The growing number of international students brings back housing shortages
There are no exact numbers yet, but Radboud University suspects that there are way more international students on the campus in Nijmegen this year. The result: mainly international students who have been studying in Nijmegen for a longer time have more trouble finding a room.
This year, the Netherlands attracts more international students than in previous academic years. This is evidenced, for instance, by the figures of the Immigration and Naturalisation Service (INS) that were published in de Volkskrant this week. While only 12,310 students from outside the EU applied to study in The Netherlands in ‘covid year’ 2020, 15,110 alone applied until July of this year. That is more requests than ever in this time of the year.
Elco van Noort of the International Office can’t predict if this means that Radboud University will attract a record number of international students this year. He points out that the INS figures are based on the number of Visas that international students have applied for, which may differ from the number of students that are truly headed to the Netherlands, and thus to Nijmegen. ‘We’re expecting more students, but we can’t yet say how many and where they come from,’ he says.
Van Noort partially attributes the expected rise of international students to students who couldn’t go to the Netherlands last year due to Covid, but who now see possibilities for studying in Europe this year. He also points to Brexit, which caused universities in the United Kingdom to ask European students for higher tuition fees. Van Noort: ‘Dutch universities are an appealing alternative for European students, because of their quality, international character and use of the English language.’
‘International newcomers are the most vulnerable to fraud’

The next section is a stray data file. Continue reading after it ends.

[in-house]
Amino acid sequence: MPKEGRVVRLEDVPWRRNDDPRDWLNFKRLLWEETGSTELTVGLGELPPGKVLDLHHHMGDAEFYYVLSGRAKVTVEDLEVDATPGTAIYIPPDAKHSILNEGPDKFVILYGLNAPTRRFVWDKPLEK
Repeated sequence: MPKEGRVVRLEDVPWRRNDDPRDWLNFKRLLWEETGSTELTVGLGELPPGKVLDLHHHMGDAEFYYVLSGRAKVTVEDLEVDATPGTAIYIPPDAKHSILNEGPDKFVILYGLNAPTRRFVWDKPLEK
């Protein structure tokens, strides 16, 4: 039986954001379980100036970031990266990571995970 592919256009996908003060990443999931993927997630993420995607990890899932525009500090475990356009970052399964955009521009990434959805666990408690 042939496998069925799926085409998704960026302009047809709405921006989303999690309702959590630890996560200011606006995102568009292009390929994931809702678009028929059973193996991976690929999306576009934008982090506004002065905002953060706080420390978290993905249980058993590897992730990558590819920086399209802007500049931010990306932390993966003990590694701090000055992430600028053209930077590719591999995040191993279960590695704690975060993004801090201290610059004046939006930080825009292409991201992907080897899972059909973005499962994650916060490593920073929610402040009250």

The rise of international students is also noticeable in the rest of the Netherlands. There are significant housing shortages in Groningen and Enschede, for example (see insert, ed.). In Nijmegen too, the International Office receives messages from students that cannot find a room.
Radboud University offers international students a furnished room in their first year, via partners such as student housing organization SSH& and private landlords. ‘This group is the most vulnerable to fraud, after all, because these students can’t check if a room is really available from abroad. We also advise them multiple times to start looking for a room on time.’
Radboud University rents more than 800 rooms for international students at the SSH& this way. Due to the smaller number of international students in 2020, Radboud University gave back 190 short-stay rooms to the SSH& for a year, after which they became available for Dutch students. But as of now, all rooms are rented and there is a waiting list of 150 students. ‘But this number varies daily, because we are placing students daily, and new students sign up daily as well,’ says Van Noort.
‘It’s hard to find a room for international students that are in a higher year’
International students who have been studying in Nijmegen for a longer time also notice the business on the student housing market. Vox received multiple messages from students in higher years who had to leave their furnished rooms after one or more years. ‘It seems that it’s harder to find a room for international students that are in a higher year,’ Van Noort confirms. ‘This possibly has to do with the crowding-out effects, because graduates, too, have a hard time finding rooms. We hope that it becomes more normal in Nijmegen for Dutch and internationals to cohabitate in the future.’
Other Dutch universities, too, experience room shortages for international students. The emergency housing facilities for international students without a room at the Rijksuniversiteit Groningen are completely full. The organization Shelter our Students (SOS) connects homeless students to Groningers. The University of Twente advices international students to study at another Dutch university, due to the room shortages.